All a user needs on their PC (or thin client for that matter) to run a browser-based database is a password, user name, and a web browser such as Firefox, Netscape Navigator, or Internet Explorer. This makes it easy to add new users to the system, even if they work in remote locations e.g. in a satellite clinic. Furthermore, there are no installation issues to consider – any machine, be it an Apple, Windows PC, or Linux computer, will work. And upgrading the system can happen once, centrally. The nightmares associated with deploying desktop software (which version of Windows 98 are they running? Did they install SP2? Is there a conflict with an existing Access installation?) can simply be sidestepped.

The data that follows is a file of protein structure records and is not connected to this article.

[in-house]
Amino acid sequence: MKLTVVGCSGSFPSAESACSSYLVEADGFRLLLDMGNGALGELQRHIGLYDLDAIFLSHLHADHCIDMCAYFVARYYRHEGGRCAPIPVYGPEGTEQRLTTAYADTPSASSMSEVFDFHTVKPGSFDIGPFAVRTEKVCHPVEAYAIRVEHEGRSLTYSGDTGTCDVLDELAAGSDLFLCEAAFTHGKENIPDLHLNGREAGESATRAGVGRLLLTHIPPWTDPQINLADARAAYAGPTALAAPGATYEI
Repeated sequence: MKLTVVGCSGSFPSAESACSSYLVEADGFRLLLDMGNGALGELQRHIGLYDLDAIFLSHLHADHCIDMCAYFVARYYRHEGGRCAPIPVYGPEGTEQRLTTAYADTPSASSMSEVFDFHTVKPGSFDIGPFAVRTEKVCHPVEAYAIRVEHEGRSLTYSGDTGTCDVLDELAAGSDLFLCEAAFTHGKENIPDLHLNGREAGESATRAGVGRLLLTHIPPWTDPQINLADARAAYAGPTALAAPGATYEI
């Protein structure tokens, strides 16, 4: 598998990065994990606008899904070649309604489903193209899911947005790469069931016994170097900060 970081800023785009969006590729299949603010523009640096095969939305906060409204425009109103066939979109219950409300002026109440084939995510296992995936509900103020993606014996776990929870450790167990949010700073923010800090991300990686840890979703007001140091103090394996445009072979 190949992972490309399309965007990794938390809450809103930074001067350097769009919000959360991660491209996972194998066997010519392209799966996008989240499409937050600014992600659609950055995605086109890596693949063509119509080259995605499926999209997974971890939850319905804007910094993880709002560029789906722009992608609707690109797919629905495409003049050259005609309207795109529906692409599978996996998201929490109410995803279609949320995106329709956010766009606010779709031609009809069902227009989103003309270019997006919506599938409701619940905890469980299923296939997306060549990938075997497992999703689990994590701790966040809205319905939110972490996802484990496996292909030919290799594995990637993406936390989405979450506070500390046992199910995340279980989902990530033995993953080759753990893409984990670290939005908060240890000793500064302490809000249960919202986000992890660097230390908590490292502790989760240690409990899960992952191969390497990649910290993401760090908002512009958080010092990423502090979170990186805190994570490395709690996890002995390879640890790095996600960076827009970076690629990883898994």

A web client-server architecture allows the administration tasks to be centralised with experts – which means that backups happen, virus protection is kept up-to-date etc.
Paul Graham puts the web services concept into clear relief in The Other Road Ahead.